In 2000, while chairing the Angola Sanctions Committee in the Council, Canada initiated visits to the region and the diamond centres of Europe in an effort to improve the effectiveness of the sanctions against UNITA. The chairman made a dramatic presentation of evidence to the Council vividly highlighting sanctions violations. This exposed the extent to which UNITA relied on rough diamonds to finance its rebellion. These efforts by the Canadian chairman set unprecedented new standards for the work of Council sanctions committees and triggered tougher measures against UNITA. Resolution 1295 (2000), while imposing further restrictions on Angolan conflict diamonds, encouraged states hosting diamond markets to impose significant penalties for possessing rough diamonds imported in contravention of resolution 1173. It emphasised that non-compliance constituted a violation of the UN Charter and that implementation of the measures required the use of an effective Certification of Origin. Resolution 1295 also established a monitoring mechanism to collect additional information and investigate relevant leads relating to violations of the sanctions measures.

The Sierra Leone-Liberia Link
The role of diamonds in the Sierra Leone conflict was similar to that of Angola. However, the RUF received from the Liberian government significant support that served as a conduit for the illicit trade in Sierra Leone diamonds as well as a source of arms supplies. The Council expressed concern about the relationship between the conflict and the diamond trade and confirmed reports that such diamonds were transiting neighbouring countries, including Liberia.  Consequently, it adopted resolution 1306 of 5 July 2000 imposing a prohibition on trade in all rough diamonds from Sierra Leone.

The Council requested the Sierra Leonean government to establish a Certificate of Origin regime for the export of rough diamonds and to notify the Sanctions Committee of its details when fully operational. Once the Committee reported to the Council that an effective regime was fully operational, diamonds exported by the government under the new regime would be exempt from the sanctions. The Council requested the Sanctions Committee to hold an unprecedented exploratory hearing in New York to assess the role of diamonds in the Sierra Leone conflict and the link between trade in Sierra Leone diamonds and the trade in arms and related materiél in violation of resolution 1171 (1998). The Council also asked for the Committee to report to it on its hearings. Participants included representatives of interested states and regional organisations, the diamond industry and other experts.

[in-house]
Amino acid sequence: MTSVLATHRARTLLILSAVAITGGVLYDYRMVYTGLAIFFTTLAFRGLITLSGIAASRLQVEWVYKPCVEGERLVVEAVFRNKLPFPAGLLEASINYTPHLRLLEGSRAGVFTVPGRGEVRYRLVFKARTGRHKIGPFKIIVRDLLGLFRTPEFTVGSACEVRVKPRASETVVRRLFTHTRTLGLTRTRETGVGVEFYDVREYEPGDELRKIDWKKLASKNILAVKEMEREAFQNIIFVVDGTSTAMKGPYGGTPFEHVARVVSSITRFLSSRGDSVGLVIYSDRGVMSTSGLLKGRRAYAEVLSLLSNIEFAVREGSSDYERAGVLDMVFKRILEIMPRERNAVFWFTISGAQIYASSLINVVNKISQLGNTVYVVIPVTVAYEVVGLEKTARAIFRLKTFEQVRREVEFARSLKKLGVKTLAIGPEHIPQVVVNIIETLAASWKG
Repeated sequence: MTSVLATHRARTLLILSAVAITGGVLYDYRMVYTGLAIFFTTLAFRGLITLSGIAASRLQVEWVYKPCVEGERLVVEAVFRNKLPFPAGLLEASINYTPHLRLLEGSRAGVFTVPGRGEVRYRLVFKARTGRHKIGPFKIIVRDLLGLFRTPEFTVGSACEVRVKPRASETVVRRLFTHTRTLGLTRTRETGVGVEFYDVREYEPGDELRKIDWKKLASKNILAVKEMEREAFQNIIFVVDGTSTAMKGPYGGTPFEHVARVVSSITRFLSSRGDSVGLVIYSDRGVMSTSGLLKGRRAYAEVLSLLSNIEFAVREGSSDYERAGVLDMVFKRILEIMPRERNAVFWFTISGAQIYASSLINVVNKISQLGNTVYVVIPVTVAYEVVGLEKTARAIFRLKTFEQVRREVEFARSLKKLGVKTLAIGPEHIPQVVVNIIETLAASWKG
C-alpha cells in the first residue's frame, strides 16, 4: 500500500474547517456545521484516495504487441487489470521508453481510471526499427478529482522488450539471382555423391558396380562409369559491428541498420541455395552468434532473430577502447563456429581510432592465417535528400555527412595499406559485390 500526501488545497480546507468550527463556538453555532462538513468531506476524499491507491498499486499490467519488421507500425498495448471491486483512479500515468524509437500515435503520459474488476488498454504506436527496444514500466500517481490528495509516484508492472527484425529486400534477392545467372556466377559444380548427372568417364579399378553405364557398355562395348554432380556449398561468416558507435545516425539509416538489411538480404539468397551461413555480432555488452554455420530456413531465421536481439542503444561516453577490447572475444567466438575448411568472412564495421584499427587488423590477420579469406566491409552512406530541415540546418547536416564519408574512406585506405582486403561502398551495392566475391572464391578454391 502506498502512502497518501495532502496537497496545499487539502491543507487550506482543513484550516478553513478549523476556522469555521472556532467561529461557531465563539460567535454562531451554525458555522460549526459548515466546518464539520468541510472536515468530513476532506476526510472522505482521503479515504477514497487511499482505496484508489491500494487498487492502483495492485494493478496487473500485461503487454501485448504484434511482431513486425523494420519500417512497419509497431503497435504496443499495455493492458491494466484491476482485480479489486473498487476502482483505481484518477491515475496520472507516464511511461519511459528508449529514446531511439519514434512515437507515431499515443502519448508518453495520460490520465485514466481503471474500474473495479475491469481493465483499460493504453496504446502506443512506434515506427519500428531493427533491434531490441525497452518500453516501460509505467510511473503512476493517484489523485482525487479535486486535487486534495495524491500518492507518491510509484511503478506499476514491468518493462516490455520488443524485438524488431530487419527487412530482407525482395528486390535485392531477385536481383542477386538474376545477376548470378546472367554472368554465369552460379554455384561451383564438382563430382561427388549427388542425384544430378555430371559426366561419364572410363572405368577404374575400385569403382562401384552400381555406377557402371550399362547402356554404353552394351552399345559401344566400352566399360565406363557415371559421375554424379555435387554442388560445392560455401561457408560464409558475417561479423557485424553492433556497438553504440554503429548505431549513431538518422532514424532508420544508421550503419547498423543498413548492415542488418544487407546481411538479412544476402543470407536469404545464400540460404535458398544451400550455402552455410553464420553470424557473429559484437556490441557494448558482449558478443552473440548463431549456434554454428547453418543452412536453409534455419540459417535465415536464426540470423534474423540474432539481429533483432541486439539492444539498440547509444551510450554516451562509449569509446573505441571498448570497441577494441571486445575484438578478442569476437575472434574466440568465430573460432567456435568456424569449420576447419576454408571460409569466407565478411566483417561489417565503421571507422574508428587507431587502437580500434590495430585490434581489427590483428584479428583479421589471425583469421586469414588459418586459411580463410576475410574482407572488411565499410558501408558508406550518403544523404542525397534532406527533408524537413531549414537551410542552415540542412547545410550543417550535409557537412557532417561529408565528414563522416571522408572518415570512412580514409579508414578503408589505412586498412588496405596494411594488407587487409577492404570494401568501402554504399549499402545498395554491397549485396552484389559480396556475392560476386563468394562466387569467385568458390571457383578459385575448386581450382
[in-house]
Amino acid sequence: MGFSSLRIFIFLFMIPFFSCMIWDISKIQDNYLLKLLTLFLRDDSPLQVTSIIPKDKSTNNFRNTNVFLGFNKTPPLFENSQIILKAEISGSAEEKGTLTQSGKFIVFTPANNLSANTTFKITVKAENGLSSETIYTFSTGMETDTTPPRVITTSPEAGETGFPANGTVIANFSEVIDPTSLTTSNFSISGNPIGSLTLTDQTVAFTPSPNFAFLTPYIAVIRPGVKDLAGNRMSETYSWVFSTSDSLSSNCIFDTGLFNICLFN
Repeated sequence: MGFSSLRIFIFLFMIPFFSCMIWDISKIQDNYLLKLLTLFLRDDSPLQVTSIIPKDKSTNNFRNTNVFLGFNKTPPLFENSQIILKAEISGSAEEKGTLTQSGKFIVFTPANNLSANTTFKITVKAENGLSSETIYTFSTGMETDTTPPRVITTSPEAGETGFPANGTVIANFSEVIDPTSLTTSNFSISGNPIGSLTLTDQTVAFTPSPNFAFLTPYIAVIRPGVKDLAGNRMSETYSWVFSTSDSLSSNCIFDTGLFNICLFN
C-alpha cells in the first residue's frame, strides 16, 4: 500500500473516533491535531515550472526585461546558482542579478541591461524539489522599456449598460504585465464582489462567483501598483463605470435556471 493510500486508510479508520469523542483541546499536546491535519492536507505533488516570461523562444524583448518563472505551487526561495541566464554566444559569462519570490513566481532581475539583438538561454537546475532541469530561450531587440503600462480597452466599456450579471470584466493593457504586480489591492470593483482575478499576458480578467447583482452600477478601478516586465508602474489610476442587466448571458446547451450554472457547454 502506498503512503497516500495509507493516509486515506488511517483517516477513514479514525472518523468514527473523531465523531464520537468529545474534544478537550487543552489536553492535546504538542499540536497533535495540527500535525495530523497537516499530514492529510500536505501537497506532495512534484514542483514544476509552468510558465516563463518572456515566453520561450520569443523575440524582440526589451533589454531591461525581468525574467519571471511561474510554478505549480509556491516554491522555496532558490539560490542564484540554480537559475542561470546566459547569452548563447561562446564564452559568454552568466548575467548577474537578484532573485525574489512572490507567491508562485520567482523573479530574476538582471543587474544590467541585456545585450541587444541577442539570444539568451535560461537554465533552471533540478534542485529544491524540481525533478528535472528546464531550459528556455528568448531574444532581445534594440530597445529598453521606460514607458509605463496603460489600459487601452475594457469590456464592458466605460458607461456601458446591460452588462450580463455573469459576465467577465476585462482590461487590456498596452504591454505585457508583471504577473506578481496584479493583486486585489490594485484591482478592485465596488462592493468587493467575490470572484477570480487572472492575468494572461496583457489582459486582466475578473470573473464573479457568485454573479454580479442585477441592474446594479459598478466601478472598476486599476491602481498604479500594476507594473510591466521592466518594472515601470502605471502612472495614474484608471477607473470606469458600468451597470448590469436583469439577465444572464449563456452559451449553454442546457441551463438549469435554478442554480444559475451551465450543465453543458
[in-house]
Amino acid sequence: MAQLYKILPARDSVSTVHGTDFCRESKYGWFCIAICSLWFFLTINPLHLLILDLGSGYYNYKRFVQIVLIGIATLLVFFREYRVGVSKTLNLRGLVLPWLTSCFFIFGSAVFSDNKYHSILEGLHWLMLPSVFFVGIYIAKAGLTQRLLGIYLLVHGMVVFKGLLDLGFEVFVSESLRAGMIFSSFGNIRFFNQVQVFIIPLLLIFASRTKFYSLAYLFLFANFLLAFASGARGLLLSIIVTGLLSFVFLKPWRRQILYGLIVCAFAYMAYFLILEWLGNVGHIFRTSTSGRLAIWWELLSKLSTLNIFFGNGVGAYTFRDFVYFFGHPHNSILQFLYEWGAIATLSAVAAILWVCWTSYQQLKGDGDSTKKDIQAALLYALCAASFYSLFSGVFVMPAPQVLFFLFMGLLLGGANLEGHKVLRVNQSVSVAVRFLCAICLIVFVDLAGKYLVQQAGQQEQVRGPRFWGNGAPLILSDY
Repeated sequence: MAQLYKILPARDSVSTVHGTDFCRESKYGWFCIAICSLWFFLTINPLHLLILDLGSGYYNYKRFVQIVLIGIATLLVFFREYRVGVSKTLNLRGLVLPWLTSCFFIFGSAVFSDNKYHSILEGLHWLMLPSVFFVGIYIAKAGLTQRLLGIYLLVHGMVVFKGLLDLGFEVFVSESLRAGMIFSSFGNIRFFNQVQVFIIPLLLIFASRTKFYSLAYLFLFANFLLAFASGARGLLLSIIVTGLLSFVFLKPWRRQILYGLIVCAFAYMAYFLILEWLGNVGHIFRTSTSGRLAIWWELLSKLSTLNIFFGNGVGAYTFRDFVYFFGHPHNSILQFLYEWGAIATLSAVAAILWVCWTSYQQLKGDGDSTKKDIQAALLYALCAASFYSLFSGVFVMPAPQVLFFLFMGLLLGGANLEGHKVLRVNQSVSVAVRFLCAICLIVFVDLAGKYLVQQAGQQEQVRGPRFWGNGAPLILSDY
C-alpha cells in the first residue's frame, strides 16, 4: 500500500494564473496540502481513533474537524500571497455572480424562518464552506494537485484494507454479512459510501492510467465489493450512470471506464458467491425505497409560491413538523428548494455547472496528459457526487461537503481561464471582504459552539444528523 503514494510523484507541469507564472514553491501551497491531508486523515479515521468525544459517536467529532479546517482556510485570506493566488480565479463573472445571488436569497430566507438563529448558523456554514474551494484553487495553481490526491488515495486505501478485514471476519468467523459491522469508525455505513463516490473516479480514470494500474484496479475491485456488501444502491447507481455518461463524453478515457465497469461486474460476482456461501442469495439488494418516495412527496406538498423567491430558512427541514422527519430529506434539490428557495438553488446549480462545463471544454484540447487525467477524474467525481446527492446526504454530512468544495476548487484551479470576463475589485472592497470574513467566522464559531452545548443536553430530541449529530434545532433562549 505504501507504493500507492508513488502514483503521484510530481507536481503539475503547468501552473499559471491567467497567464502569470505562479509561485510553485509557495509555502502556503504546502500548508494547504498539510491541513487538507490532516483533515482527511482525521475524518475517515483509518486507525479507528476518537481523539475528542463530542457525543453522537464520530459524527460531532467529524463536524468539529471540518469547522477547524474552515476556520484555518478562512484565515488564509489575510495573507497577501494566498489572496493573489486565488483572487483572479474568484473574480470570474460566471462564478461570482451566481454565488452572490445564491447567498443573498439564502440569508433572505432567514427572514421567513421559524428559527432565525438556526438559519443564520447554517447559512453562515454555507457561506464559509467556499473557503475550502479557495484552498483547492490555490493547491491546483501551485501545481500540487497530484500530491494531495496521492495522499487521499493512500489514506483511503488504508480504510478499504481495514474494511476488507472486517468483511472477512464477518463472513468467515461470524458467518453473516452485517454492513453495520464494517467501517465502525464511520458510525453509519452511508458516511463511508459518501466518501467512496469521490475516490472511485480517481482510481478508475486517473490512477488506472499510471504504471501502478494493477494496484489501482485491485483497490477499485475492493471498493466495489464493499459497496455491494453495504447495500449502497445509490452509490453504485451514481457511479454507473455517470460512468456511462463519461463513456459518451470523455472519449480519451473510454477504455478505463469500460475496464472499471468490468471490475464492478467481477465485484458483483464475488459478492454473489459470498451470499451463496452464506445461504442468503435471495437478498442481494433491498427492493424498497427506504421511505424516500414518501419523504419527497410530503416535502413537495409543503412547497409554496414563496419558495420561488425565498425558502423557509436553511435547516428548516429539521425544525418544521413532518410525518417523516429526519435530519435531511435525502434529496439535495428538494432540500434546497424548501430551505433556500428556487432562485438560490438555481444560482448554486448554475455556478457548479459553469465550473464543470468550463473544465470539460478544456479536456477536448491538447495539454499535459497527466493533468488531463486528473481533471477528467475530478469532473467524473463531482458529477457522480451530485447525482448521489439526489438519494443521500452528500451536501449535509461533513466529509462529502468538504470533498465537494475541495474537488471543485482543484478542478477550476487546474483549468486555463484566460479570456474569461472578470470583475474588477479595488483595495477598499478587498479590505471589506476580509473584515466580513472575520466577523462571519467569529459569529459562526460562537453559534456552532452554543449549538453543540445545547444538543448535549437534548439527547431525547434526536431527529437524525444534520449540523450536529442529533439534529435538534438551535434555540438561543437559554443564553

The Council  authorised establishment of a Panel of Experts to collect information on possible violations of the diamond sanctions and the link between the trade in diamonds and the trade in arms and related materiél, and to report their findings and recommendations to the Council through the Committee.

A subsequent report by the Panel of Experts (S/2000/1195) confirmed that diamonds represented a major and primary source of income for the RUF, that the bulk of RUF diamonds left Sierra Leone through Liberia, and that such illicit trade could not have been conducted without the permission and involvement of Liberian government officials at the highest levels. Concerned about the unequivocal and overwhelming evidence presented implicating the Liberian government as actively supporting the RUF at all levels, and since the Liberian government had ignored all of the Council’s efforts to cease its support of the RUF, in March 2001, the Council adopted resolution 1343. In this resolution the Council demanded that the Liberian government end its support to the RUF, and cease all direct or indirect imports of Sierra Leonean rough diamonds not controlled by the Certificate of Origin regime of the Sierra Leonean government in accordance with resolution 1306.

Liberia
Also in resolution 1343, the Council imposed a number of sanctions on the Liberian government and its senior government and military leaders. These included an embargo on importation of diamonds from Liberia whether or not originating from Liberia territory, a provision aimed specifically at prohibiting the illicit trade of Sierra Leone diamonds through Liberia.

In this resolution, the Council also called on the Liberian government to establish an effective Certificate of Origin regime for trade in rough diamonds, transparent and internationally verifiable and approved by the Sanctions Committee. The Council urged all West African diamond-exporting states to establish their own Certificate of Origin regimes similar to that adopted by the Sierra Leone government.

The Liberia Sanctions Panel of Experts confirmed that the Liberian government continued to breach the sanctions measures. The Council repeatedly called on the Liberian government to establish a Certificate of Origin regime, bearing in mind the discussions then taking place in the Kimberley Process. It renewed the diamond sanctions through a series of resolutions ending with resolution 1689 of 20 June 2006.

The inauguration of Ellen Johnson-Sirleaf on 16 January as president of Liberia launched a new chapter in the relationship between the Council and Liberia.  In  resolution 1689, the Council welcomed the cooperation of the new Liberian government with the Kimberly Process Certification Scheme and the progress towards compliance. However, noting the findings of the Panel of Experts, the Council extended the sanctions on Liberia’s diamonds for another six months to be reviewed in four months. This period would allow the Liberian government sufficient time to establish an effective Certificate of Origin regime that is transparent and internationally verifiable, with a view to joining the Kimberley Process.